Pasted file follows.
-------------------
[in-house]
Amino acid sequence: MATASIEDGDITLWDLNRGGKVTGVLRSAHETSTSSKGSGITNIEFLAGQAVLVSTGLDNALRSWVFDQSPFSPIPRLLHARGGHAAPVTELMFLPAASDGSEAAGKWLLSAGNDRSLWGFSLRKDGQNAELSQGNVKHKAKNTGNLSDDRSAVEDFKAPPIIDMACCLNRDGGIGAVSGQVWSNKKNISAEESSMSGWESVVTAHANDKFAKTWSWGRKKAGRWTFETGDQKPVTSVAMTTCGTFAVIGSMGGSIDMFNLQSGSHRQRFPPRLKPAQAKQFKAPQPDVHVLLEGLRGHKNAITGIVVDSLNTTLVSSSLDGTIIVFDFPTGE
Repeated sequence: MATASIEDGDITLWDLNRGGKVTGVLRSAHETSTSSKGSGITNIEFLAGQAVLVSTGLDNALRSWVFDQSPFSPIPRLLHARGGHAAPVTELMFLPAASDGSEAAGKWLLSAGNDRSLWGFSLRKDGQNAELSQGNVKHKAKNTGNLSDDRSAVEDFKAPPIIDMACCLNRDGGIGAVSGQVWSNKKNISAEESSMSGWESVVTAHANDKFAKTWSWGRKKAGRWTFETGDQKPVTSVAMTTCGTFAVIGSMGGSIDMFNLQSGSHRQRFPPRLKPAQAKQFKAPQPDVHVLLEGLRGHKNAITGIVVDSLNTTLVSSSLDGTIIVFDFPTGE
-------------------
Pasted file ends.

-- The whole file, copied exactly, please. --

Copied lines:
[in-house]
Amino acid sequence: MATASIEDGDITLWDLNRGGKVTGVLRSAHETSTSSKGSGITNIEFLAGQAVLVSTGLDNALRSWVFDQSPFSPIPRLLHARGGHAAPVTELMFLPAASDGSEAAGKWLLSAGNDRSLWGFSLRKDGQNAELSQGNVKHKAKNTGNLSDDRSAVEDFKAPPIIDMACCLNRDGGIGAVSGQVWSNKKNISAEESSMSGWESVVTAHANDKFAKTWSWGRKKAGRWTFETGDQKPVTSVAMTTCGTFAVIGSMGGSIDMFNLQSGSHRQRFPPRLKPAQAKQFKAPQPDVHVLLEGLRGHKNAITGIVVDSLNTTLVSSSLDGTIIVFDFPTGE
Repeated sequence: MATASIEDGDITLWDLNRGGKVTGVLRSAHETSTSSKGSGITNIEFLAGQAVLVSTGLDNALRSWVFDQSPFSPIPRLLHARGGHAAPVTELMFLPAASDGSEAAGKWLLSAGNDRSLWGFSLRKDGQNAELSQGNVKHKAKNTGNLSDDRSAVEDFKAPPIIDMACCLNRDGGIGAVSGQVWSNKKNISAEESSMSGWESVVTAHANDKFAKTWSWGRKKAGRWTFETGDQKPVTSVAMTTCGTFAVIGSMGGSIDMFNLQSGSHRQRFPPRLKPAQAKQFKAPQPDVHVLLEGLRGHKNAITGIVVDSLNTTLVSSSLDGTIIVFDFPTGE